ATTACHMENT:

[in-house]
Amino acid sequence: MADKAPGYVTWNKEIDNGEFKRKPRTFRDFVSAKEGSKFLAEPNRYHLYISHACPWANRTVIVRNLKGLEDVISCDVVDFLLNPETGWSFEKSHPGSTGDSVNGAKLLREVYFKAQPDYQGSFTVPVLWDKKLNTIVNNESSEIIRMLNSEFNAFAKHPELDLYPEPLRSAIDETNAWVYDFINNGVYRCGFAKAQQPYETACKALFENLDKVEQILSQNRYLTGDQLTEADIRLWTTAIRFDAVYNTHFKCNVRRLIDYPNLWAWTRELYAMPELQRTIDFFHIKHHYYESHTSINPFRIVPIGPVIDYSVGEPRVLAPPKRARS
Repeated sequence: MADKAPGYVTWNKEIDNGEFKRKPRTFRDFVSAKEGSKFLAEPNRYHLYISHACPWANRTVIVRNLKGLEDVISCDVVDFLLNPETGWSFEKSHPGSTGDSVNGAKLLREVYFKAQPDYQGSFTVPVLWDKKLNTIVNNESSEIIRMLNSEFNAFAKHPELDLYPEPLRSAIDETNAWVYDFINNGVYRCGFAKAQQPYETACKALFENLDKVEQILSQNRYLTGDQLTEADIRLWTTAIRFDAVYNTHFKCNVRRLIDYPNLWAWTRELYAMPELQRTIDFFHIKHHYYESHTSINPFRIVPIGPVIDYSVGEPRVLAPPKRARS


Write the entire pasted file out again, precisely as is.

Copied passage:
[in-house]
Amino acid sequence: MADKAPGYVTWNKEIDNGEFKRKPRTFRDFVSAKEGSKFLAEPNRYHLYISHACPWANRTVIVRNLKGLEDVISCDVVDFLLNPETGWSFEKSHPGSTGDSVNGAKLLREVYFKAQPDYQGSFTVPVLWDKKLNTIVNNESSEIIRMLNSEFNAFAKHPELDLYPEPLRSAIDETNAWVYDFINNGVYRCGFAKAQQPYETACKALFENLDKVEQILSQNRYLTGDQLTEADIRLWTTAIRFDAVYNTHFKCNVRRLIDYPNLWAWTRELYAMPELQRTIDFFHIKHHYYESHTSINPFRIVPIGPVIDYSVGEPRVLAPPKRARS
Repeated sequence: MADKAPGYVTWNKEIDNGEFKRKPRTFRDFVSAKEGSKFLAEPNRYHLYISHACPWANRTVIVRNLKGLEDVISCDVVDFLLNPETGWSFEKSHPGSTGDSVNGAKLLREVYFKAQPDYQGSFTVPVLWDKKLNTIVNNESSEIIRMLNSEFNAFAKHPELDLYPEPLRSAIDETNAWVYDFINNGVYRCGFAKAQQPYETACKALFENLDKVEQILSQNRYLTGDQLTEADIRLWTTAIRFDAVYNTHFKCNVRRLIDYPNLWAWTRELYAMPELQRTIDFFHIKHHYYESHTSINPFRIVPIGPVIDYSVGEPRVLAPPKRARS